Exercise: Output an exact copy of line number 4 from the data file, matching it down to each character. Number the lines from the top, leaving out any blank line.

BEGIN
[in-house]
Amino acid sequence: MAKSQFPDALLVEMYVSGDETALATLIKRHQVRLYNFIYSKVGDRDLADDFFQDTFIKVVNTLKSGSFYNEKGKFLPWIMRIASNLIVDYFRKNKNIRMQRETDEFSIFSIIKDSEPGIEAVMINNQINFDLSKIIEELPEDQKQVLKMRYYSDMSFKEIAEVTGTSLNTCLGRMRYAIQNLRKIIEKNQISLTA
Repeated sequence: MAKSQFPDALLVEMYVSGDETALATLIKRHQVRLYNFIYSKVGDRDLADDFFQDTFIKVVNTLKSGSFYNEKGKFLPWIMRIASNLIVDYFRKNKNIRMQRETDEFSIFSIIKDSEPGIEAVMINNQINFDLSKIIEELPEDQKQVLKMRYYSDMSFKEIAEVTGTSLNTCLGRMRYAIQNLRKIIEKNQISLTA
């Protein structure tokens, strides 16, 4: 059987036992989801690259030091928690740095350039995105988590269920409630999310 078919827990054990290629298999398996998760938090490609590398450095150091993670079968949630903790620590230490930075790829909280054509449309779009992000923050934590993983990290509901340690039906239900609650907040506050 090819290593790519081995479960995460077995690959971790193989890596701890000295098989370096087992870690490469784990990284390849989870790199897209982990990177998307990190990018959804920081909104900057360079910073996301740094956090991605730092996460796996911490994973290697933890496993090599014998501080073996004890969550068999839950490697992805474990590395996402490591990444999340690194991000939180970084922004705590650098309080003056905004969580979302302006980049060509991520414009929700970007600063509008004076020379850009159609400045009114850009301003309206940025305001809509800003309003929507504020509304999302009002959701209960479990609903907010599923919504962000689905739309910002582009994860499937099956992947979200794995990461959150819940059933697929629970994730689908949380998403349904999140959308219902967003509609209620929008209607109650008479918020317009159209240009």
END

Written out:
């Protein structure tokens, strides 16, 4: 059987036992989801690259030091928690740095350039995105988590269920409630999310 078919827990054990290629298999398996998760938090490609590398450095150091993670079968949630903790620590230490930075790829909280054509449309779009992000923050934590993983990290509901340690039906239900609650907040506050 090819290593790519081995479960995460077995690959971790193989890596701890000295098989370096087992870690490469784990990284390849989870790199897209982990990177998307990190990018959804920081909104900057360079910073996301740094956090991605730092996460796996911490994973290697933890496993090599014998501080073996004890969550068999839950490697992805474990590395996402490591990444999340690194991000939180970084922004705590650098309080003056905004969580979302302006980049060509991520414009929700970007600063509008004076020379850009159609400045009114850009301003309206940025305001809509800003309003929507504020509304999302009002959701209960479990609903907010599923919504962000689905739309910002582009994860499937099956992947979200794995990461959150819940059933697929629970994730689908949380998403349904999140959308219902967003509609209620929008209607109650008479918020317009159209240009």